A total of 122 species of bird was recorded by the 2004 study, with 21 species along the mouth of the river, 96 species in the Hose Mountains, and 88 species at Lanjak Entimau in the interior of Sarawak. The only endemic species of bird found in the Rajang basin was the Dusky munia, found abundantly in paddy fields. Other species of bird commonly found along the Rajang basin are the Pacific swallow, Little spiderhunter, and Asian glossy starling. Twenty species of birds (mainly eagles, egret, kingfishers, woodpeckers) are protected, while seven species of birds (mainly hornbill and pheasant) are totally protected under the Sarawak Wildlife Protection Ordinance 1998.[24]


A total of 164 fish species was recorded at the Rajang basin in 2005.[25] Empurau (Tor tambroides) and Semah (Tor douronensis) fish are considered popular fishes among the locals.[26] the Empurau is still found breeding near the upper tributaries of Rajang such as the Balleh River, and also near the Bakun Dam.[27]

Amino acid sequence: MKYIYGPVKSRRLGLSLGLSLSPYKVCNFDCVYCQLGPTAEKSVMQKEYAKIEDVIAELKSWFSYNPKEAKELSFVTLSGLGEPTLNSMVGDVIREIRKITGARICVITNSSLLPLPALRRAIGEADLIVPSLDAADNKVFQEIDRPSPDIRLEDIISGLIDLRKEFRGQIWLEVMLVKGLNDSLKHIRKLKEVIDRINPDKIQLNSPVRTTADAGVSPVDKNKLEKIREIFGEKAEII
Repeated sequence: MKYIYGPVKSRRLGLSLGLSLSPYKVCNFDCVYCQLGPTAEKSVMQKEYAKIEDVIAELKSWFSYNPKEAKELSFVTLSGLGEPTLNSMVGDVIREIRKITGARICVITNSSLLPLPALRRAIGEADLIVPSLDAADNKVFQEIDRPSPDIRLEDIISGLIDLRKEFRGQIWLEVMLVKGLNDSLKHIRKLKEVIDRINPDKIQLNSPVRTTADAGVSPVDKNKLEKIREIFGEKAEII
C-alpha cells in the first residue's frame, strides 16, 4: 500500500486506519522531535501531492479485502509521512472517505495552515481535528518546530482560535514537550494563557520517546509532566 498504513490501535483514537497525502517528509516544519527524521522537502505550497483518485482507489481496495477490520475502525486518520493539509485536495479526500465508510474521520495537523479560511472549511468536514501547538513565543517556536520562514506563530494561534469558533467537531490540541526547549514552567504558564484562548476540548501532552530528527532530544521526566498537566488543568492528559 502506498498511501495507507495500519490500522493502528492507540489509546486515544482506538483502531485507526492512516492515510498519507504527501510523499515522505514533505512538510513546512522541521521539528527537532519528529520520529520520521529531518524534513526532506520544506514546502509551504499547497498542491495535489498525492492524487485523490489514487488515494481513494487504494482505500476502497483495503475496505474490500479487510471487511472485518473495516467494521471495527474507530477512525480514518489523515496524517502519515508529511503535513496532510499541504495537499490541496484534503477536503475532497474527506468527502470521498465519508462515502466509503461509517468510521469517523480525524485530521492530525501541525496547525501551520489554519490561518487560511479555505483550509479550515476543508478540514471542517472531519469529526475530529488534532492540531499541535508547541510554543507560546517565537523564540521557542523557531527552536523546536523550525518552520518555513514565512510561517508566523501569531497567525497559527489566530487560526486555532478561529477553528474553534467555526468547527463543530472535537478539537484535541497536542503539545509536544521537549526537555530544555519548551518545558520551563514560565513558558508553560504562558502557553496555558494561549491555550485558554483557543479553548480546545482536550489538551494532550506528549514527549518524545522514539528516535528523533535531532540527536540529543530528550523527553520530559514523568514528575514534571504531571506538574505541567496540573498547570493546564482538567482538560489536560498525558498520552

The major economic activity in the upper reaches of the Rajang River is logging. Among the types of wood that are extracted for exports are Ramin, plywood, Kapur, Meranti, Keruing, and Belian. Rice is the dominant crop along the middle section of the Rajang basin. Trading of Engkabang fruits ("illipe nuts") were commonly traded in the 1960s and 1970s, with the trade centred on Sibu. The fruits are also a food for fish such as empurau that populate the river.[28] Other agricultural activities in the Rajang basin include the cultivation of rubber, pepper and vegetables, and poultry domestication.[8][note 18]


The Rajang Port Authority in Sibu